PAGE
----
Human Behavioral Contributions to Climate Change: Psychological and Contextual Drivers
We are facing rapid changes in the global climate, and these changes are attributable to human behavior. Humans produce this global impact through our use of natural resources, multiplied by the vast increase in population seen in the past 50 to 100 years. Our goal in this article is to examine the underlying psychosocial causes of human impact, primarily through patterns of reproduction and consumption. We identify and distinguish individual, societal, and behavioral predictors of environmental impact. Relevant research in these areas (as well as areas that would be aided by greater attention by psychologists) are reviewed. We conclude by highlighting ethical issues that emerge when considering how to address human behavioral contributions to climate change. © 2011 American Psychological Association.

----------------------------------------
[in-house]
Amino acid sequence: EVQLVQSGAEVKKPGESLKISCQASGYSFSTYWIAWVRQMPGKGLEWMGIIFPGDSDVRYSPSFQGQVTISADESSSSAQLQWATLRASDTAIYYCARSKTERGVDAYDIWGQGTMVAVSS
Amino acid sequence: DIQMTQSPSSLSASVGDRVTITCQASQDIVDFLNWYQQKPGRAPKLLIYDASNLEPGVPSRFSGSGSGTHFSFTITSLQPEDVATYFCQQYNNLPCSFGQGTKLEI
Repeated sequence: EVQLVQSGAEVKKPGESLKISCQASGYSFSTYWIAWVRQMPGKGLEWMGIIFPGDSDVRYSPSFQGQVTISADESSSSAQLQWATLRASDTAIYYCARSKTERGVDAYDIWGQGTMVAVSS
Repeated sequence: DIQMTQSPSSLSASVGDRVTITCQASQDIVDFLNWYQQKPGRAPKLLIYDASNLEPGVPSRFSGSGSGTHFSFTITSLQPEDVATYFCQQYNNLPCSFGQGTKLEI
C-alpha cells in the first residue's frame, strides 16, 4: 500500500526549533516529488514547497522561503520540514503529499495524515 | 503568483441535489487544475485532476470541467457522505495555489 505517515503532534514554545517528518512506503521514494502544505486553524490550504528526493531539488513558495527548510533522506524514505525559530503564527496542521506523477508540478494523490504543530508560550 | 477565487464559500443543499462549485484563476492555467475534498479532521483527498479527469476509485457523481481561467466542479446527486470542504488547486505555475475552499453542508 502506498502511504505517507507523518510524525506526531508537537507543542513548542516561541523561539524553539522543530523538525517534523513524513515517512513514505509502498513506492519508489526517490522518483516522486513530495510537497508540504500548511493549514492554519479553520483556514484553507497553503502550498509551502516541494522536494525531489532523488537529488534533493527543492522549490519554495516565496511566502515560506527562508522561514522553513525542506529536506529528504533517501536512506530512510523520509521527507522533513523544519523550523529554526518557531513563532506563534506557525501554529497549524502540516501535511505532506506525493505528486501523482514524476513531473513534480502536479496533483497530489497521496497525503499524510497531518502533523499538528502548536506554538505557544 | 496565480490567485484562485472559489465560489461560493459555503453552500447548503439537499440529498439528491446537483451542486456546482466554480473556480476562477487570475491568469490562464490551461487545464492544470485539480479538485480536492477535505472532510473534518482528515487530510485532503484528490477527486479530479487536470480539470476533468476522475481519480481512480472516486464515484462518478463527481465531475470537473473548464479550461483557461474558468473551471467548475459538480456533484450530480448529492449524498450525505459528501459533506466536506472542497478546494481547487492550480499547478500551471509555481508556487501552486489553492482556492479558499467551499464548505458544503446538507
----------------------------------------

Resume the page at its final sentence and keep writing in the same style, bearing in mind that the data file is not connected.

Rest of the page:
Swim, J. K.; Clayton, Susan; and Howard, G. S., "Human Behavioral Contributions to Climate Change: Psychological and Contextual Drivers" (2011). American Psychologist, (4), 251-264. 10.1037/a0023472. Retrieved from https://openworks.wooster.edu/facpub/121